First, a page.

Pensions dashboard pushed to 2023
3 Nov 2020
The government is to mandate the use of simpler annual benefit statements for defined contribution (DC) pension schemes, in a bid to improve savers’ understanding of their position, but implementation of an online pensions dashboard has been pushed back to 2023
3 Nov 2020
The Department for Work and Pensions (DWP) proposals will require pension schemes to provide the two-page simplified statements and structure them in such a way that draws members’ attention to three key pieces of information.
These are how much money is in their pension pot; how much money they could have on retirement; and what members can do to give themselves more money in retirement.
The simpler statements will include a line on costs and charges and a clear signpost for a more detailed assessment of this information elsewhere to help members see what they have paid for their pension.
The initial focus will be on DC schemes used for automatic enrolment, with a view to later improving consistency across all schemes.
The DWP’s decisions follow a consultation held at the end of last year.
Guy Opperman, minister for pensions and financial inclusion, said: ‘For too long pensions have been shrouded in complexity and technical jargon, limiting people’s understanding of their savings and hampering their retirement planning.
‘Simple statements will usher in a new standard for how schemes communicate with their members – vastly improving people’s understanding and engagement with their pensions.’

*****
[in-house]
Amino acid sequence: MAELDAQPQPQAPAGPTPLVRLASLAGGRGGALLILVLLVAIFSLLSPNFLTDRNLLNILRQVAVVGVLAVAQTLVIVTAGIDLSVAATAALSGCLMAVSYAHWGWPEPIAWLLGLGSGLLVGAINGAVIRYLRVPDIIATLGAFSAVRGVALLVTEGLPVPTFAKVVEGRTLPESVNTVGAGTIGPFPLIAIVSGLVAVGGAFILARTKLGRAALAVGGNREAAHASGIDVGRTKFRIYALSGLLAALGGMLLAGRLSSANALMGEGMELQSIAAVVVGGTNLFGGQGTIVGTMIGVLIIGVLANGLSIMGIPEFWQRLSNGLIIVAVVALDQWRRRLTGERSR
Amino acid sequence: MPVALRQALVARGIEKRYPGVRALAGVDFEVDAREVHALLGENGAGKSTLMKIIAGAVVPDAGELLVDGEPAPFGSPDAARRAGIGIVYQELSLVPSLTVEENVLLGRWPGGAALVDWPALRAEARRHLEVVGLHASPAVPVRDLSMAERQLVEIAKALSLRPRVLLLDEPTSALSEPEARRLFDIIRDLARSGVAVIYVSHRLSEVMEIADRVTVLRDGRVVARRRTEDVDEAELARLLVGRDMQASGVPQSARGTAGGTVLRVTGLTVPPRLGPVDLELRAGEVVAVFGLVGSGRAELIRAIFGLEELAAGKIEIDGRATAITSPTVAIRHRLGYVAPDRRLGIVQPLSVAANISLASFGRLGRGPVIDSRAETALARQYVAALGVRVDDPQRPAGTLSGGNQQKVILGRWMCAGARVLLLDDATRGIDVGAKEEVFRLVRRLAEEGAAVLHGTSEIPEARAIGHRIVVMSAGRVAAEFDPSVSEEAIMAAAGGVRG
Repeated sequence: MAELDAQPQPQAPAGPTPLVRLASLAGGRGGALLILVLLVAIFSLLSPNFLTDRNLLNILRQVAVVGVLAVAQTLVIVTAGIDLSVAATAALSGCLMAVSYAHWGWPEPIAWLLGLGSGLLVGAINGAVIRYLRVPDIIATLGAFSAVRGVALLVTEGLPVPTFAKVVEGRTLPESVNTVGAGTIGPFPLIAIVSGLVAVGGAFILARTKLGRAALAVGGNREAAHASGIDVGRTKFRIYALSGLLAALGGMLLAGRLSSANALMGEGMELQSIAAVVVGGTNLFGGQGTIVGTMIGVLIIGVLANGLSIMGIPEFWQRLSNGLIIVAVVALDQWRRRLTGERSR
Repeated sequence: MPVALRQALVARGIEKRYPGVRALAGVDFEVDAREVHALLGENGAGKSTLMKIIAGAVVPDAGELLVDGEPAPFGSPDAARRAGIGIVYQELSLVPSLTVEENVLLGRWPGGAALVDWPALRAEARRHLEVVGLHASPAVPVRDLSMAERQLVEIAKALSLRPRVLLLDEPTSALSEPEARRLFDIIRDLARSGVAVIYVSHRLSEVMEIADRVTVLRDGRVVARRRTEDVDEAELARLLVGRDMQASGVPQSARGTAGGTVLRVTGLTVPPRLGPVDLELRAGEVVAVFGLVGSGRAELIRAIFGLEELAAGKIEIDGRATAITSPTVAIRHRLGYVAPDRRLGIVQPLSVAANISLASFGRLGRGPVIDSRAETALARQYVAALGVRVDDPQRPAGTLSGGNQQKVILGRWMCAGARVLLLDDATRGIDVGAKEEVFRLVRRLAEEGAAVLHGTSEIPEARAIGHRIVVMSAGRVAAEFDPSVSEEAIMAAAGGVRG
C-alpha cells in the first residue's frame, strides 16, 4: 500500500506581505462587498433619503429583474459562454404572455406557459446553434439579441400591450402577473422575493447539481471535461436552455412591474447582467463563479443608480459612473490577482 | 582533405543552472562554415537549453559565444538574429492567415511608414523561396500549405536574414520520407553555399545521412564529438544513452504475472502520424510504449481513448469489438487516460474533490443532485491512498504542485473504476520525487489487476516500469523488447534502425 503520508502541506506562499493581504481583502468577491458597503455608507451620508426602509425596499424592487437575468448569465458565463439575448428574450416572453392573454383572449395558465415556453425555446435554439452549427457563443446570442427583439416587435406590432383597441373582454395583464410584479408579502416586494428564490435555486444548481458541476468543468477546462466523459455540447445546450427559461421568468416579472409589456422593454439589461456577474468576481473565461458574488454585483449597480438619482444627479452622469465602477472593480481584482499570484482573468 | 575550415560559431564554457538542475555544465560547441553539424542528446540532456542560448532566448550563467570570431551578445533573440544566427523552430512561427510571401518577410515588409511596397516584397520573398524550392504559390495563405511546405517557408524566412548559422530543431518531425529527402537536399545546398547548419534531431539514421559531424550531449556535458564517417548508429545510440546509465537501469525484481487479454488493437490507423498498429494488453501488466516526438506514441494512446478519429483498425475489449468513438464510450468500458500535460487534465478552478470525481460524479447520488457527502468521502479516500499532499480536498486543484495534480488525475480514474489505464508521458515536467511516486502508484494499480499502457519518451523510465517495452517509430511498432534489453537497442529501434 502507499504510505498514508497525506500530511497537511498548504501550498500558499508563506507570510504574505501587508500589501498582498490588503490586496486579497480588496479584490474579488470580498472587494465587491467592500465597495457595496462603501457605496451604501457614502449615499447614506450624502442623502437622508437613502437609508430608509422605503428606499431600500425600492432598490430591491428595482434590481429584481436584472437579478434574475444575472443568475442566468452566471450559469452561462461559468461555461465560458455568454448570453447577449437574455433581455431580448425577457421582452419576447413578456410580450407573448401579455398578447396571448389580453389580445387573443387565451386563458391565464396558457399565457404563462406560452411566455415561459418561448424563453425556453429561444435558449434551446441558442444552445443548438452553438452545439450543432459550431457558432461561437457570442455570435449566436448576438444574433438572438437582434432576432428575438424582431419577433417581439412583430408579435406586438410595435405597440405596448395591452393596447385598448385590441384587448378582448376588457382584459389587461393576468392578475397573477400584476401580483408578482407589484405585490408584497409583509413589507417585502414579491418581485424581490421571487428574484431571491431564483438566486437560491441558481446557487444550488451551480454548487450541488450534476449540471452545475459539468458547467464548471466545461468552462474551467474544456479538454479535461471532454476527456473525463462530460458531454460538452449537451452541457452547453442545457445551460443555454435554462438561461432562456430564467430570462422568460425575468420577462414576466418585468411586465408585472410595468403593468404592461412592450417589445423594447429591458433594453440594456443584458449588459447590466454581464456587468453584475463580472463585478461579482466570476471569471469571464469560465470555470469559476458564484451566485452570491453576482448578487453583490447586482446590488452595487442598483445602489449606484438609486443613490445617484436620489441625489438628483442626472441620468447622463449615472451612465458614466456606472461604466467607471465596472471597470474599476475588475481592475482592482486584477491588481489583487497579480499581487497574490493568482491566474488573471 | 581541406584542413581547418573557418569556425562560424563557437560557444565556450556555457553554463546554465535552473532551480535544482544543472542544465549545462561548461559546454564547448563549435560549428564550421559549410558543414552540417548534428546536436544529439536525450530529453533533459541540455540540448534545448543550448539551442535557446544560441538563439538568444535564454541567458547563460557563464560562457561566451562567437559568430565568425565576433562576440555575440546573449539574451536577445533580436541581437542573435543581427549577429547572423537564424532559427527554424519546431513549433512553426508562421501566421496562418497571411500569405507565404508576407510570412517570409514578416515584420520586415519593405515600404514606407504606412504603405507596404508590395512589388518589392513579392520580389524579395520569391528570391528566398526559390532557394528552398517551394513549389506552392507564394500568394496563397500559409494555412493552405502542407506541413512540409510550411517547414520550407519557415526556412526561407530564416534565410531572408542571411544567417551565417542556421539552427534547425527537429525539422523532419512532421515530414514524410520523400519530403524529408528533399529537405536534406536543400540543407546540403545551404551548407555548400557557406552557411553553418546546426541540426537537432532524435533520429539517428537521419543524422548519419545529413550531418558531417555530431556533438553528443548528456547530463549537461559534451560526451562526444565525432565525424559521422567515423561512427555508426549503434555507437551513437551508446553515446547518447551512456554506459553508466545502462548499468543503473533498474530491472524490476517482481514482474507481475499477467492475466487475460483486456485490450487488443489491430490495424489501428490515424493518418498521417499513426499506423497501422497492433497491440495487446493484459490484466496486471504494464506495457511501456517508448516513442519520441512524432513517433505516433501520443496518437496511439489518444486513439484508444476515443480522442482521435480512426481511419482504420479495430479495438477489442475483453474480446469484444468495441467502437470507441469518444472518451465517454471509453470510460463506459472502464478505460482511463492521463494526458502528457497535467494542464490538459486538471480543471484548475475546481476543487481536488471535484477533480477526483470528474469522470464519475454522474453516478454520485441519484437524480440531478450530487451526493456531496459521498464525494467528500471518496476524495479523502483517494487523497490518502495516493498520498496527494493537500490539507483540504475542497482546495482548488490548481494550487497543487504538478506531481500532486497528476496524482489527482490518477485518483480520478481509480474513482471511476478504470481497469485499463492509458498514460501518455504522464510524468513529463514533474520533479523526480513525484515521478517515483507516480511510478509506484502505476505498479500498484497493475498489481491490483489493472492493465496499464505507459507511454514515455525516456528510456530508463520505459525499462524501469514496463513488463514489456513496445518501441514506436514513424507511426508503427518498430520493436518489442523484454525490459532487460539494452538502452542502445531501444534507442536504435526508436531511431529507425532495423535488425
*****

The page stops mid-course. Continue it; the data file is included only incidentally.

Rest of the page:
DWP said simpler statements support the department’s ambition to make information about pension saving more accessible to consumers, running parallel to the department’s championing of the use of dashboards, an innovation that will allow savers’ pension information to be accessed on digital devices at any time they choose.
However, the latest update from the Money and Pensions Service (MaPS) on its pensions dashboards programme (PDP) indicates that a fully operational system will not be available before 2023, despite initial hopes that implementation would be earlier.
PDP has responsibility for designing and implementing the ecosystem which will make pensions dashboards work, and is currently at phase one, programme set up and planning, with development and testing due to start next year.
Voluntary onboarding will begin in 2022, and the plan is for staged onboarding and making dashboards generally available to take place in 2023.
Chris Curry, principal of the PDP at MaPS, said: ‘While dashboards are a simple concept, the delivery of dashboards will be complex and is reliant on collaboration between the PDP and many other organisations across government, regulators, dashboard providers, pension schemes and providers to complete actions at a specific time.
‘Already, through the qualitative research and the Call for Input, industry has provided useful insight into the challenges of verifying people’s identities and matching them to pensions.
‘We are working on defining our requirements for this, which will provide greater clarity. We will continue to work with industry to find and develop robust solutions to these and other challenges.
‘The first version of the data standards, which will be published in December, will enable industry to take action and take the next steps in making pensions dashboards a reality.’
Rob Yuille, assistant director, head of long-term savings at the Association of British Insurers, said: ‘The timeline is longer than we might have wanted but the project has now made tangible progress and reached key milestones.
‘The dashboards project requires complex digital infrastructure and collaboration across sectors – moving into the next phase, it is vital that government, regulators and industry continue to work as effectively as they have so far.’